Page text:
The artist (Robbyn Mast) used it as a birdfeeder but you could also use it to hold water for birds, butterflies and insects, or you can plant a succulent garden in it. The possibilities are endless. This idea spoke to my love of the garden, everything old and upcycling.
It looked simple to make and I knew I had everything I needed here at home but it turns out I wasn't ready to part with my grandma's teacups so I've been checking out our local thrift stores every once in awhile. Wouldn't you know it, they've been a little scarce these days. But I'm patient, and persistent and it recently paid off with this find at the local Goodwill store. The cup and saucer cost just .79 each. I had on hand: household cement (water resistant), a narrow throated bottle (any old bottle will do) to hold my teacup upright, and some sandpaper to rough up the surface of the ceramic. The roughing up was something that was recommended on the cement package though I'm not too sure it was necessary.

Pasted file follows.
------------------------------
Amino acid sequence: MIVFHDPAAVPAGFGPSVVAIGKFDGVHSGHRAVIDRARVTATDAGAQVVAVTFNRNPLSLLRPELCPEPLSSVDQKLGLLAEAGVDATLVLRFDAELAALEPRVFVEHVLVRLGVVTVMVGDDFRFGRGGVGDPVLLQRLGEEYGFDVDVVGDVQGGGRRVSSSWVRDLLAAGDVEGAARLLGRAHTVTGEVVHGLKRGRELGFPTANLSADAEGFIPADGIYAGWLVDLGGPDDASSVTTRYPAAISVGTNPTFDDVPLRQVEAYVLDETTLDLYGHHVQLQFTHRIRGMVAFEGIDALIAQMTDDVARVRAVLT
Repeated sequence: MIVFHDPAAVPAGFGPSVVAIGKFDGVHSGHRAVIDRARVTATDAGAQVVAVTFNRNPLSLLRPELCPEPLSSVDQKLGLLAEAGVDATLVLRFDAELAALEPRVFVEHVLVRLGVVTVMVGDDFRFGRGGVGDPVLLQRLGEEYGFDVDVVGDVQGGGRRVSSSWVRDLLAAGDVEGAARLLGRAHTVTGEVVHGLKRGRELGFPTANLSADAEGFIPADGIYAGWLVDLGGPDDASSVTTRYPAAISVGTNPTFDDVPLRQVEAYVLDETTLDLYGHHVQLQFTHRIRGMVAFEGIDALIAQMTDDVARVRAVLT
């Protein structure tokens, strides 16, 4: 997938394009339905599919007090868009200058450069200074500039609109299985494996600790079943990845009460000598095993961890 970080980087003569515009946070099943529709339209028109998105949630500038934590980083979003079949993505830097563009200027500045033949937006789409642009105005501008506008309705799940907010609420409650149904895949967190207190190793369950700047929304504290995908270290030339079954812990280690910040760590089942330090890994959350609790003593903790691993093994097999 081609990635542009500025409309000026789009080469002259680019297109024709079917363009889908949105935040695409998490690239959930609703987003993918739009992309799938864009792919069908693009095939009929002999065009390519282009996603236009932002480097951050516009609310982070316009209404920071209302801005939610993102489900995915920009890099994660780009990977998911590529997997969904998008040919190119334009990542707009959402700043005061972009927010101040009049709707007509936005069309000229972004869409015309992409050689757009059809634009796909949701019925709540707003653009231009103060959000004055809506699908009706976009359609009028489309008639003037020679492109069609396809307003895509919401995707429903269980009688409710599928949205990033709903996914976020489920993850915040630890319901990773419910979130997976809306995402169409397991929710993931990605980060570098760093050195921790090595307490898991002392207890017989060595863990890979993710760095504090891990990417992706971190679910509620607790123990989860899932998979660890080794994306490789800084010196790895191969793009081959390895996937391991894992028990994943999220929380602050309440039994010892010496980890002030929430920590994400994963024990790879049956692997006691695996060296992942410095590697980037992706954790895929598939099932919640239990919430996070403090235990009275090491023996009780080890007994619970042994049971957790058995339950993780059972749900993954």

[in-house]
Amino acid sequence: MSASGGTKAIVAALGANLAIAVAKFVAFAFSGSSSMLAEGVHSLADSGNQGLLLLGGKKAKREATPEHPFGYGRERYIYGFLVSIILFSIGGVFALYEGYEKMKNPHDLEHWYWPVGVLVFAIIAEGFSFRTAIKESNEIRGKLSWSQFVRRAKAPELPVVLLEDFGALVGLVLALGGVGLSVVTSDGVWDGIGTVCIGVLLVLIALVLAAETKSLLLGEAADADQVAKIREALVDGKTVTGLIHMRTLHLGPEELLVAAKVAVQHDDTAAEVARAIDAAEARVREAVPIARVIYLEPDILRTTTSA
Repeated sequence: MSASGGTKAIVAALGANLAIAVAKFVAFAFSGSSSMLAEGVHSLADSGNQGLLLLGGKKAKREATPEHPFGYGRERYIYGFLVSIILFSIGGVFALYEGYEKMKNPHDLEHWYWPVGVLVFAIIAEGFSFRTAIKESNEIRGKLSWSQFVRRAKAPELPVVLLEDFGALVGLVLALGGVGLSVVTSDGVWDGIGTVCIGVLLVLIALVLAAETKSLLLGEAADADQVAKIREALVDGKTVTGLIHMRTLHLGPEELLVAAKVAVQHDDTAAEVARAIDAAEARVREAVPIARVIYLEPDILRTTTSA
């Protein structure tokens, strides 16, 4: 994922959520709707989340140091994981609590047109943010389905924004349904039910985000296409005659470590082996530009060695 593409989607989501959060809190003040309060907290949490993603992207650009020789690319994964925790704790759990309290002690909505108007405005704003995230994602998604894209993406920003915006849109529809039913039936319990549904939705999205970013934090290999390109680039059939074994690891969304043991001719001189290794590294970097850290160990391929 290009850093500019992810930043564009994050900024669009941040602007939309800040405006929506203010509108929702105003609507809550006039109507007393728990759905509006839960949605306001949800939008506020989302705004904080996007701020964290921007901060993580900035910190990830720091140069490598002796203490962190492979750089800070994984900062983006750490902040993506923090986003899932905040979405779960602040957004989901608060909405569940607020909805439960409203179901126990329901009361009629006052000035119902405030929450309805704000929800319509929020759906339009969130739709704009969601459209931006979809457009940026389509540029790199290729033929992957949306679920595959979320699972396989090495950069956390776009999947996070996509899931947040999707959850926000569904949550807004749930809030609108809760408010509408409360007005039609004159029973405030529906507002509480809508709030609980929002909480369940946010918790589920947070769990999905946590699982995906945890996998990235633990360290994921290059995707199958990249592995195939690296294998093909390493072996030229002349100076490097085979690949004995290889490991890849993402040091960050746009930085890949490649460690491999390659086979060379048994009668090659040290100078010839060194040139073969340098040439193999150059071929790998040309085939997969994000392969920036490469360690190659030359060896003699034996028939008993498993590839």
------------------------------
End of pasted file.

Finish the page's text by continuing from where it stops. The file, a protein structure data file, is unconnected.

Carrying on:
5 items-5 minute project
I gave the cup and saucer a quick once over with the sandpaper.
Glue the cup and saucer together. Put the cement around the edges of the cup and not in the indentation in the center like I did the first time. Hold the pieces together for 60 seconds.
Put the cement around the edges of the glass bottle
Press the bottle to the bottom of the teacup and hold for another 60 seconds.
Let the whole thing dry, upside down, for 2-3 hours (or overnight if you can wait that long).
I love this is my garden
I used an old piece of rebar to perch my garden teacup upon but there are a ton of things you could substitute (bamboo cane, broken broomstick, copper pipe, pvc pipe) as long as it fits the opening of your bottle.
Some bird seed will scatter (and germinate) so keep that in mind when looking for a spot to display your teacup feeder.
Enjoy vintage, upcycled garden art and make your local wildlife happy.
Be well and happy gardening!